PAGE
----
Use this URL to cite or link to this record in EThOS: https://ethos.bl.uk/OrderDetails.do?uin=uk.bl.ethos.777422
Title: Understanding, measuring and controlling customer service quality evaluation : an extension through psychology and empirical study
Author: Lewis, Philip Edward
Awarding Body: University of Edinburgh
Current Institution: University of Edinburgh
Date of Award: 1996
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Abstract:
There is undoubtedly a psychological basis to the process of customer service quality evaluation (CSQE). Current understanding concerning the process by which customers evaluate the quality of service they receive from a service provider, fits in with fundamental psychology understanding stated by the psychology literature. By looking at the fundamental psychology framework as a whole, in the context of CSQE, it is possible to identify additional suggestions to the process of CSQE. The thesis reports the evaluation of the CSQE concept, empirical tests for its measurement and implications for the managerial measurement and control of CSQE. This research suggests that the customer's service quality evaluation, for both a service experience and a service provider, is derived by that customer using one of at least 3 CSQE heuristics. These CSQE heuristics are achieved by the customer comparing her or his generic attitude for a service experience, or service provider, with her or his generic comparison attitudes. These comparison attitudes are comprised of attitudes for outstanding, normal, and appalling service, (top, average and worst service). The generic attitude for the service experience or service provider is also compared with four other intermediate levels of service, together with the customer believed incidence of occurrence of service experiences or service providers at each of those levels. This use of expectations does not deny the existence of prediction expectations. On the contrary, prediction expectations are proposed both by the business and psychology literature. There is also no assumption that a customer necessarily evaluates the quality of a service experience or service provider after each service encounter. These suggestions do not contradict the major previous theories of CSQE, as much as they build on them. In this way understanding has been extended in this area of research.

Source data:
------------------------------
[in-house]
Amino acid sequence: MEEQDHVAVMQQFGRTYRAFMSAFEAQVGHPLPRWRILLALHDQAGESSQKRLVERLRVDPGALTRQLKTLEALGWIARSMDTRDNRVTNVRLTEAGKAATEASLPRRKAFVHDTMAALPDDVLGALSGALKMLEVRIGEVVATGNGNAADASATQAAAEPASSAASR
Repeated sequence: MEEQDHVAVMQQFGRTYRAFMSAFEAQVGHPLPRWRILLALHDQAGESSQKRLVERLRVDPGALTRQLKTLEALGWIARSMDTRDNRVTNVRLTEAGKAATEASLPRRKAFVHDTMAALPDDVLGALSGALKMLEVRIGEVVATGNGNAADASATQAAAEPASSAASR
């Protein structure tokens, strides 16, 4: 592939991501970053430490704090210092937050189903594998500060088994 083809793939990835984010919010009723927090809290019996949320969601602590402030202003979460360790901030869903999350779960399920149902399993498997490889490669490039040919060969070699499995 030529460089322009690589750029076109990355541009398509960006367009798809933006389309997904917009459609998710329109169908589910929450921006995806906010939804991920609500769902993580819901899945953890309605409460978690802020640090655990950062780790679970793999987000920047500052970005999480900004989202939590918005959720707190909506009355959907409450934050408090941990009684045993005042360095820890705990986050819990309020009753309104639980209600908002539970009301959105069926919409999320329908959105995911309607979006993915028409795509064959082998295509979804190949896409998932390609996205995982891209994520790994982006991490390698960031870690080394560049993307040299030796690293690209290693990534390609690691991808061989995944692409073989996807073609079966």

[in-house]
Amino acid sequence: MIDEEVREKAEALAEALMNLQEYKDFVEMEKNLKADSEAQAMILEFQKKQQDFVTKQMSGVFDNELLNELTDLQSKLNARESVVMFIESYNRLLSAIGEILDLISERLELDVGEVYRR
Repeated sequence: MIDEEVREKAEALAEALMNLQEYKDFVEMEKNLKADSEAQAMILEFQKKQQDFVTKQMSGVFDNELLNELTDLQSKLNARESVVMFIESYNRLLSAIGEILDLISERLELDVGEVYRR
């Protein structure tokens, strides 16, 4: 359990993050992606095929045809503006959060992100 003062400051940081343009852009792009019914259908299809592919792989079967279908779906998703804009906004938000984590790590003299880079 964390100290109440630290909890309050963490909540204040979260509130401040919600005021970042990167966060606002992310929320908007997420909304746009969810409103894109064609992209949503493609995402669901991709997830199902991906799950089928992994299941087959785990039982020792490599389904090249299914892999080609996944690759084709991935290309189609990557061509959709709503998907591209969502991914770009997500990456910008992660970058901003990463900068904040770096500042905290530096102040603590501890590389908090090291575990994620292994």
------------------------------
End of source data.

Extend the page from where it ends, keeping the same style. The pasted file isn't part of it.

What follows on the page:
Supervisor: Not available Sponsor: Not available
Qualification Name: Thesis (Ph.D.) Qualification Level: Doctoral
EThOS ID: uk.bl.ethos.777422  DOI: Not available
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